The ways in which distributed architectures reconfigure means and tools of authority and control redefines, at the same time, the very entities — people and organizations — concerned by them. As several papers show, in a perspective informed by actor-network theory, the opposition between individual and collective actors is questioned by these architectures. A redefinition and restructuring of communities happens with distributed architectures: what enables the shaping of collectives, what makes them “stick together”, what gathers them and defines their “collective intimacy” becomes more labile and less formal, as Chrysos shows. Distributed architectures can also co-shape the relationship between specific people: as the example of smart contracts demonstrates (see De Filippi and Hassan), the distribution (or decentralization) reaches the very core of the architecture and of code, when it enables the personalization of a contract linking two participants and the nature of their relationship.
The issue of user empowerment, real or expected, and the assessment of its limits, is at the core of this set of papers — and ultimately, it raises the question of the articulation between decentralization and social organization, between decentralization and governance.
4) Law, responsibility and authority
Finally — several articles, in particular those of Mélanie Dulong de Rosnay, Argyro Karanasiou, Federica Giovanella and De Filippi and Hassan are a testament to the importance of this question — distributed and decentralized architectures are used as a prism to observe the reconfigurations of law, of authority and, more generally of democracy, via different forms of distribution. Legal systems are deeply questioned and challenged by the fragmentation of entities caused by distributed architectures. However, at the same time, these could be a “reshaping element for the law”, enabling the re-conceptualization of fundamental notions such as liability, participation, property and privacy, as Dulong de Rosnay shows.
The reconfigurations of legal norms we observe in several articles are not separated from the inscription and embeddedness of norms within the architecture itself; they are rather complementary, and we need to investigate this complementarity, as Karanasiou reminds us. This opens up a number of questions: How do distributed architectures redefine user skills, rights, capacities to control? How can law support user practices and their diversity, instead of countering them? What are the differences if compared to centralized architectures, non-modifiable by users, where data are stored on clusters of servers exclusively controlled by service providers? In terms of authority and control, what are the consequences of introducing encryption, file fragmentation, sharing of disk space in the technical architecture? While “first-generation” P2P networks have affected copyright first and foremost, decentralized Internet-based services prompt us to investigate issues like the redefinition of notions such as creator and distributor, the transformed status of personal data (an issue also raised by Chrysos), the responsibility of technical intermediaries, the ‘embeddedness’ of law into technical devices, the kinds of entities it takes to empower people with knowledge (as Halpin and Monnin remind us, infrastructures and frames of thinking beyond mere data).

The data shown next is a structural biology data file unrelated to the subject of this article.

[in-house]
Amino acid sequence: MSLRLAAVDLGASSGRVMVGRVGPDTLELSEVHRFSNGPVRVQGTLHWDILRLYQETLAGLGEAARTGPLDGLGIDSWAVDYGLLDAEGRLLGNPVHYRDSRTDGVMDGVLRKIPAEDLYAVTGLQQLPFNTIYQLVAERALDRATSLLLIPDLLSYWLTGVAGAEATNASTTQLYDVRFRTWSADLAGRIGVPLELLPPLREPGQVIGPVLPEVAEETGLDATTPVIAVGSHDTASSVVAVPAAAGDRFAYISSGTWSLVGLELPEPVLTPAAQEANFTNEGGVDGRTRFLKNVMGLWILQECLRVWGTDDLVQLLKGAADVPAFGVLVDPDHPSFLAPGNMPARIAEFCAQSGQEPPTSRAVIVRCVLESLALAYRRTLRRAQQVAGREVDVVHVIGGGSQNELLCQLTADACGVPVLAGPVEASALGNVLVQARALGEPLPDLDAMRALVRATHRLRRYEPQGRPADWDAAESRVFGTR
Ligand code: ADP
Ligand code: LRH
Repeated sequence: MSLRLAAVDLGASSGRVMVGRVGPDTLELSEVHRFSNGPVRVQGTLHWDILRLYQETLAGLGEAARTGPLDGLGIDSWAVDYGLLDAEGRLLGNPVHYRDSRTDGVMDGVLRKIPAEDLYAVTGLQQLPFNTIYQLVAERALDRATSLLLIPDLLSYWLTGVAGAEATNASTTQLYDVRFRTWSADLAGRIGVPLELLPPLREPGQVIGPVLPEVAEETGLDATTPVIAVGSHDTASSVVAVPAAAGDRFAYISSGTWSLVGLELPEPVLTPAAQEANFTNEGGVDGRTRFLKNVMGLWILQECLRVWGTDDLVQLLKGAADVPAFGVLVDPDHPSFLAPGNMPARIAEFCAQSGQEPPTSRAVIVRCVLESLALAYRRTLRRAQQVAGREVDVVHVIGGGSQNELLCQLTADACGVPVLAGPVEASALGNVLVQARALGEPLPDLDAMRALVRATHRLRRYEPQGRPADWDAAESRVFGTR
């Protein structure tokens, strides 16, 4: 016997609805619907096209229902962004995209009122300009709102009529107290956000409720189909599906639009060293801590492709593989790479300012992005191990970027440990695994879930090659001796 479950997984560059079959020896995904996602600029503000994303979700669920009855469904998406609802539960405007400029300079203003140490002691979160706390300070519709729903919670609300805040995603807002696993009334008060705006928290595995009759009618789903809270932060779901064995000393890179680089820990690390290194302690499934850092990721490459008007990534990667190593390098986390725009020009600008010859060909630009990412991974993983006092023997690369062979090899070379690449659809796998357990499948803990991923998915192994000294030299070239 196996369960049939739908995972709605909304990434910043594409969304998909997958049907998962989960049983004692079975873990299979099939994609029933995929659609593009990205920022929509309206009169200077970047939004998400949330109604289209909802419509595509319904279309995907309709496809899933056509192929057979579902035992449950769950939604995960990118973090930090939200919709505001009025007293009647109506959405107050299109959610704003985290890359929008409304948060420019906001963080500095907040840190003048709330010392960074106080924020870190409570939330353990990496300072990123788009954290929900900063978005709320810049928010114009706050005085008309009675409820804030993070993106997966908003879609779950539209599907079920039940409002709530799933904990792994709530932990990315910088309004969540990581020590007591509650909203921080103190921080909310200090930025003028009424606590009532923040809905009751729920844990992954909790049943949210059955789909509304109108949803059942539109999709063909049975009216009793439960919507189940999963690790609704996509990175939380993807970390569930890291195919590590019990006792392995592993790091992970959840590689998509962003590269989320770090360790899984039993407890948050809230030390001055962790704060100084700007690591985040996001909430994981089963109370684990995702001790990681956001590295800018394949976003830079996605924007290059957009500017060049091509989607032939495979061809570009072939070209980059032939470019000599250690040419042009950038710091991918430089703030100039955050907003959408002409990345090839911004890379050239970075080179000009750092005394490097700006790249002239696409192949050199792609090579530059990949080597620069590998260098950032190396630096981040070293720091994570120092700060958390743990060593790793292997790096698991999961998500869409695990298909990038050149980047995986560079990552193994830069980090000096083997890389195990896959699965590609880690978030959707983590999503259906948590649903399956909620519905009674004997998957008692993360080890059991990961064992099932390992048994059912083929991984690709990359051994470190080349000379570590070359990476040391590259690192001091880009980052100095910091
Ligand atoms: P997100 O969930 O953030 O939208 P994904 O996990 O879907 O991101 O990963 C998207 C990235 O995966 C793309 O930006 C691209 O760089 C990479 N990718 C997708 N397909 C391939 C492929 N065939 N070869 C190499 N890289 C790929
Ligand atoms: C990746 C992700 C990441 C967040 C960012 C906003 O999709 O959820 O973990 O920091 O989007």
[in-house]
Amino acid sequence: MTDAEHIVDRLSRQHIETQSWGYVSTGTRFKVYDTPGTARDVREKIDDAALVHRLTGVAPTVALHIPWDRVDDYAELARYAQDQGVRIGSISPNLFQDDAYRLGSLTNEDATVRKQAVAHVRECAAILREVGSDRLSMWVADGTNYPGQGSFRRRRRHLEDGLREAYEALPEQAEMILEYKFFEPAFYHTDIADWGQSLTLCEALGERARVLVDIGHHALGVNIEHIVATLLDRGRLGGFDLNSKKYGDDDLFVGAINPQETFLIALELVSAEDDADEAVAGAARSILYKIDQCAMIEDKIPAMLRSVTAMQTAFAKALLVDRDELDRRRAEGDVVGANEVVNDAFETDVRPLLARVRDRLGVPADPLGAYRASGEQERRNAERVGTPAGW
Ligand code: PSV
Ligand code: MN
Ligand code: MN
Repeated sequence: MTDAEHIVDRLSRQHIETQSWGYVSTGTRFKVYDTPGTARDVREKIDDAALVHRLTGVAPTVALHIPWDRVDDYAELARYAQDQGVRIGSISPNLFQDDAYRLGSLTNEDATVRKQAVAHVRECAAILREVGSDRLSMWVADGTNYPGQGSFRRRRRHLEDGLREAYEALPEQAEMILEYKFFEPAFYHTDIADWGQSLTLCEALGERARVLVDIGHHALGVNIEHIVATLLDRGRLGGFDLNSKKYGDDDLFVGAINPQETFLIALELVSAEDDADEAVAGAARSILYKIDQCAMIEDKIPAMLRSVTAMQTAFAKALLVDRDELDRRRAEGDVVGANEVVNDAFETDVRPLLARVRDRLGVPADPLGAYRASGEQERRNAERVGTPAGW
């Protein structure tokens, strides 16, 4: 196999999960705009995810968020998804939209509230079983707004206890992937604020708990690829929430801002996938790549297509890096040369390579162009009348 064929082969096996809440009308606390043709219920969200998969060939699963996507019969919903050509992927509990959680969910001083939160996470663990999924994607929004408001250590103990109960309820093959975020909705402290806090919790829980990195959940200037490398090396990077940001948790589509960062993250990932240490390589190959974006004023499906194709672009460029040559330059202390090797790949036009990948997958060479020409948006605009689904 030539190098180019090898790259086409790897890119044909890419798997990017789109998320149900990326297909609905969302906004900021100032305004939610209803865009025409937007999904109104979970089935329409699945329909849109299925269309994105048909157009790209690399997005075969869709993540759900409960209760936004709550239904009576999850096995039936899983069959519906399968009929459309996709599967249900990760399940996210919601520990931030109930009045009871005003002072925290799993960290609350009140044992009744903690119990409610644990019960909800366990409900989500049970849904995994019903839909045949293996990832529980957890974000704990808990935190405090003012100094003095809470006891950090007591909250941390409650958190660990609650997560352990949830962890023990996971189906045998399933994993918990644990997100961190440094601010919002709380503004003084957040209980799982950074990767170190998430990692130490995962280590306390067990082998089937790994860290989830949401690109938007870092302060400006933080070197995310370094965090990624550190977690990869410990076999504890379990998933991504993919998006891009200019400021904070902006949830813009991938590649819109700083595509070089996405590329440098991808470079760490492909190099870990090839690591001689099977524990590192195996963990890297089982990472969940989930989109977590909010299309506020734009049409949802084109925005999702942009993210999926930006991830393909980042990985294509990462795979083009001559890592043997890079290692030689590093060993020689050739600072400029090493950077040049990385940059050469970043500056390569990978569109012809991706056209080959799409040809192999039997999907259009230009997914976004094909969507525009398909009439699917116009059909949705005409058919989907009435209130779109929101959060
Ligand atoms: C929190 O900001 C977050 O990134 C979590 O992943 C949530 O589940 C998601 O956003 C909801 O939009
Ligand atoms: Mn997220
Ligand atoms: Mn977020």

Ultimately, distributed architectures show the extent to which the articulation of normative systems and networked technologies is very much a “construction site” — the articles in this issue demonstrate the central role of collective norms that are often informal, and their very ambiguous (but very much present) articulation to legal regulation. As showed by specific points of tension (e.g., those described by Boullier when it comes to the blockchain subtending Bitcoin, its re-intermediations and re-concentrations), the making of distributed architectures is not the exclusive purview of so-called “democratic” arrangements; however, as Giovanella’s and Antoniadis’ papers show, the awareness of the articulation between informal/collective norms and legal regulation seem to be particularly present in those contexts where distributed architectures start to be identified, not only by user communities but by institutions as well, as legitimate and empowering alternatives.
Concluding remarks — Beyond ADAM: Present and (near-)future research on distributed architectures
In 2010, Philippe Aigrain suggested that it was time to “reclaim” Internet services, as instruments of “technical governance” perhaps better connected with the way the Internet once was. This special issue provides a rich portrait of the variety of ways in which this “reclaiming” takes shape, and suggests ways in which social, economic and legal sciences research can approach it as a subject of inquiry.